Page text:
When I first started getting serious about real estate investing, “cap rate” was the first term I stumbled upon that I had to look up.
As a landlord and owner of small rental properties, I knew some of the basics at that point – terms like rental income, mortgage interest, and amortization. But because I’d only been involved in duplexes and fourplexes (i.e., residential real estate, rather than commercial), I hadn’t run across cap rates before.
As I ventured into the world of multifamily real estate syndications, “cap rate” became part of my daily vernacular. When you go to real estate investing conferences or read blog posts about real estate syndications, the term cap rate is often thrown around here and there, as if everyone should know exactly what it means.
I’m here to tell you that it’s okay if you don’t know exactly what a cap rate is or what it’s used for.
Cap rates can be hard to understand and also hard to calculate. The good news though, is that as a passive investor, you don’t need to do the hairy work of calculating cap rates. You do, however, need to have a basic understanding of what cap rates are and what they mean for your investment.
In this article, we’ll go over what a cap rate is, how it’s calculated, what it’s used for, and, perhaps most importantly, what you need to know about cap rates as a passive investor in a real estate syndication.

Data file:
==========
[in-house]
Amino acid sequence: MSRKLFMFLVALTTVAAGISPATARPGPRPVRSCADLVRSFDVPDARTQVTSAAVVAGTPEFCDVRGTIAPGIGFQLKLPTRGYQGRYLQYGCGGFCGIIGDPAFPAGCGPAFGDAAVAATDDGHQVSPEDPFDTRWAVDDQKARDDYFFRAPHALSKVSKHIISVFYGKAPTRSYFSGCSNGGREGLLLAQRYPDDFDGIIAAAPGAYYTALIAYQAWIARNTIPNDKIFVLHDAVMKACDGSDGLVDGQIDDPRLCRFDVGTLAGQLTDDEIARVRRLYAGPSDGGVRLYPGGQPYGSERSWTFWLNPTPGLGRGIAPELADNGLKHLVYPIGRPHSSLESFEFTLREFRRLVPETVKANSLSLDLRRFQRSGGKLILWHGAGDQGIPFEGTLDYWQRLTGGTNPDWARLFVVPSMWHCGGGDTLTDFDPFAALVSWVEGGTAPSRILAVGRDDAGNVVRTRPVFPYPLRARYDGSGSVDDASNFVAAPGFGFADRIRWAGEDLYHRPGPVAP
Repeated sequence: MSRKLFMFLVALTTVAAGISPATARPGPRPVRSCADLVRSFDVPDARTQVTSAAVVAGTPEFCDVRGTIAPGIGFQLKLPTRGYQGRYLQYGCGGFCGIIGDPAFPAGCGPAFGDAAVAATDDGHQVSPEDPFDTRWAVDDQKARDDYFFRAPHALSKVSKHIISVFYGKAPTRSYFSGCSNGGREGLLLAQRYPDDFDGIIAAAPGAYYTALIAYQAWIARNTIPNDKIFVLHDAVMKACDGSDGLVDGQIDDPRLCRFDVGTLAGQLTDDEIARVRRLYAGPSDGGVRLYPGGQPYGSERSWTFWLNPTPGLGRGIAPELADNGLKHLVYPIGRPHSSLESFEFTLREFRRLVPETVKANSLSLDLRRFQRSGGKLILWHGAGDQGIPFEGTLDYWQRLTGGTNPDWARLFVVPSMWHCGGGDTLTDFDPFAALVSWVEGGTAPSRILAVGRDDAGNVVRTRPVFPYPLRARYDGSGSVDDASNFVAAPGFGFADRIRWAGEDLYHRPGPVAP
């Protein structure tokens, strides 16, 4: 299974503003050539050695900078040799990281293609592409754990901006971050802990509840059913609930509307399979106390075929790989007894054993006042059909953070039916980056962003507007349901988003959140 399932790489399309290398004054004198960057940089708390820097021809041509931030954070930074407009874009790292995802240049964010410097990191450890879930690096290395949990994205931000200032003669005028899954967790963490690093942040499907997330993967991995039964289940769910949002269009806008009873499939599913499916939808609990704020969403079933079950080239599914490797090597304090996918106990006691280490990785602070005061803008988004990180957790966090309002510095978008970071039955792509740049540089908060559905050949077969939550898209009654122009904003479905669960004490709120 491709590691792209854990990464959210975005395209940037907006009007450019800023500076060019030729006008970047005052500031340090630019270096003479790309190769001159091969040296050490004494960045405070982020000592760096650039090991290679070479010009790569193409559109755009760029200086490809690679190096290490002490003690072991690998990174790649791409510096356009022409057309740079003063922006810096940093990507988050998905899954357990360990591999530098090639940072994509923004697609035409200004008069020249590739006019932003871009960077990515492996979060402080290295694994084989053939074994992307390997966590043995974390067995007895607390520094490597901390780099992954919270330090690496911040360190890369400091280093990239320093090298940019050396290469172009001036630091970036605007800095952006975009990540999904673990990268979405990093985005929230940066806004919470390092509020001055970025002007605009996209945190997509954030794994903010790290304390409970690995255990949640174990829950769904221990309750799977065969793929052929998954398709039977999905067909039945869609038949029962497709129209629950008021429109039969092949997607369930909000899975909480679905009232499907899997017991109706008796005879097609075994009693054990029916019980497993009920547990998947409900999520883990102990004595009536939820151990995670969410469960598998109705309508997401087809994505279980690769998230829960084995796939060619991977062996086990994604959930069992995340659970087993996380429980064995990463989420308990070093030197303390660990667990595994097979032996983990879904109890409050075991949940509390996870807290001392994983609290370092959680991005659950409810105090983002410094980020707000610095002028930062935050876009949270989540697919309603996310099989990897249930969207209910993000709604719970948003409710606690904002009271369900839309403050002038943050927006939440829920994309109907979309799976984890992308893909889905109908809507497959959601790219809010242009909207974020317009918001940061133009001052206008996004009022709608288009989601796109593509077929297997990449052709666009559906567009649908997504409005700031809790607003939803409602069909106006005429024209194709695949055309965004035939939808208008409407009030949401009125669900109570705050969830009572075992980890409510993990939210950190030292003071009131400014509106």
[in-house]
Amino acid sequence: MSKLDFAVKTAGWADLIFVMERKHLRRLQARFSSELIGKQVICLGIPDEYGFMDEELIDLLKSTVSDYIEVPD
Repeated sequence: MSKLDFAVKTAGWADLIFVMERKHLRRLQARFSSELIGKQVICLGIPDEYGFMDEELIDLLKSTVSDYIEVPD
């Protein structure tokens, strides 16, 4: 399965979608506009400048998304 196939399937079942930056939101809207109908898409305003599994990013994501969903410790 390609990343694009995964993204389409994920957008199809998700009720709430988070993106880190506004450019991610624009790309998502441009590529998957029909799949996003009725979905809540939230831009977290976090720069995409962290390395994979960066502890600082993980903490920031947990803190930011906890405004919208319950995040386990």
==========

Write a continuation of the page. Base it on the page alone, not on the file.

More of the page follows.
Okay, first things first. What the heck is a cap rate?
Cap rate is short for capitalization rate. It’s used in the world of commercial real estate to indicate the rate of return that a property is expected to generate. The cap rate is based on a ratio of the current income to the market value of the property (more on this in a minute).
Investors typically use cap rate to estimate their potential return on investment (ROI) for a particular asset.
You might hear people say that a property has a cap rate of 5%, or that assets in a given area are trading around a 5-cap. Let’s talk a little about what this means, and how people arrive at these numbers.
Believe it or not, there are multiple ways to calculate a cap rate, so always be sure to ask how someone arrived at a particular cap rate.
The most popular way to calculate a cap rate is by taking the net operating income (NOI) and dividing it by the market value.
Okay, okay, before your eyes glaze over, here’s a cute picture of a puppy.
And here’s an example to clear things up.
Cap Rate Example
Let’s say we’re looking at a property that’s valued at $1 million. Over the last year, let’s say that property brought in $100,000 in rental income.
After paying $50,000 in expenses, the net operating income (NOI) comes out to $50,000.
Take that $50,000 and divide it by $1,000,000, and what do we get?
We get a cap rate of 5%, meaning that if we were to buy that property with $1 million in cash right now, we could expect to get $50,000 in net income over the course of a year.
In loose terms, this is your ROI (return on investment).
Another way to think about this 5% cap rate is that it would take 20 years of $50,000 a year to recoup your initial $1 million investment.